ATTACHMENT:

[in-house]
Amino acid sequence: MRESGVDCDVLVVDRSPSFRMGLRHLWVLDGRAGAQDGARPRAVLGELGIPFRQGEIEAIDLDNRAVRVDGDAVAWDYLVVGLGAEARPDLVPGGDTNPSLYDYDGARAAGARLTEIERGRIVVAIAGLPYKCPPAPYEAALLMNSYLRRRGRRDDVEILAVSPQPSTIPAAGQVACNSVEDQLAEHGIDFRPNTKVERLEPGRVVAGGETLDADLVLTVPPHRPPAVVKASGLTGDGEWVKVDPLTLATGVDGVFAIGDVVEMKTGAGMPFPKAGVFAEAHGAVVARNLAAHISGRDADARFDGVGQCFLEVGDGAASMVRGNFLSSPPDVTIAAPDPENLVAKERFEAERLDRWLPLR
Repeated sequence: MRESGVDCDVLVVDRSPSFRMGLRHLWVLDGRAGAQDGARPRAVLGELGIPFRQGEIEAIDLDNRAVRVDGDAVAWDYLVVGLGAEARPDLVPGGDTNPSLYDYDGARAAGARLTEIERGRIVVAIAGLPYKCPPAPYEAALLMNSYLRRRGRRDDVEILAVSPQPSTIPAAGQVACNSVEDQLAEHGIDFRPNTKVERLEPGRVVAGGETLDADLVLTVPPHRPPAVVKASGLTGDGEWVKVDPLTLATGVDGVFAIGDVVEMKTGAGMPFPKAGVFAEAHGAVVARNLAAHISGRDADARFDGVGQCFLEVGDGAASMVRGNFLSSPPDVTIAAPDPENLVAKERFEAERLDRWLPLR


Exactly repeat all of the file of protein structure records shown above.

[in-house]
Amino acid sequence: MRESGVDCDVLVVDRSPSFRMGLRHLWVLDGRAGAQDGARPRAVLGELGIPFRQGEIEAIDLDNRAVRVDGDAVAWDYLVVGLGAEARPDLVPGGDTNPSLYDYDGARAAGARLTEIERGRIVVAIAGLPYKCPPAPYEAALLMNSYLRRRGRRDDVEILAVSPQPSTIPAAGQVACNSVEDQLAEHGIDFRPNTKVERLEPGRVVAGGETLDADLVLTVPPHRPPAVVKASGLTGDGEWVKVDPLTLATGVDGVFAIGDVVEMKTGAGMPFPKAGVFAEAHGAVVARNLAAHISGRDADARFDGVGQCFLEVGDGAASMVRGNFLSSPPDVTIAAPDPENLVAKERFEAERLDRWLPLR
Repeated sequence: MRESGVDCDVLVVDRSPSFRMGLRHLWVLDGRAGAQDGARPRAVLGELGIPFRQGEIEAIDLDNRAVRVDGDAVAWDYLVVGLGAEARPDLVPGGDTNPSLYDYDGARAAGARLTEIERGRIVVAIAGLPYKCPPAPYEAALLMNSYLRRRGRRDDVEILAVSPQPSTIPAAGQVACNSVEDQLAEHGIDFRPNTKVERLEPGRVVAGGETLDADLVLTVPPHRPPAVVKASGLTGDGEWVKVDPLTLATGVDGVFAIGDVVEMKTGAGMPFPKAGVFAEAHGAVVARNLAAHISGRDADARFDGVGQCFLEVGDGAASMVRGNFLSSPPDVTIAAPDPENLVAKERFEAERLDRWLPLR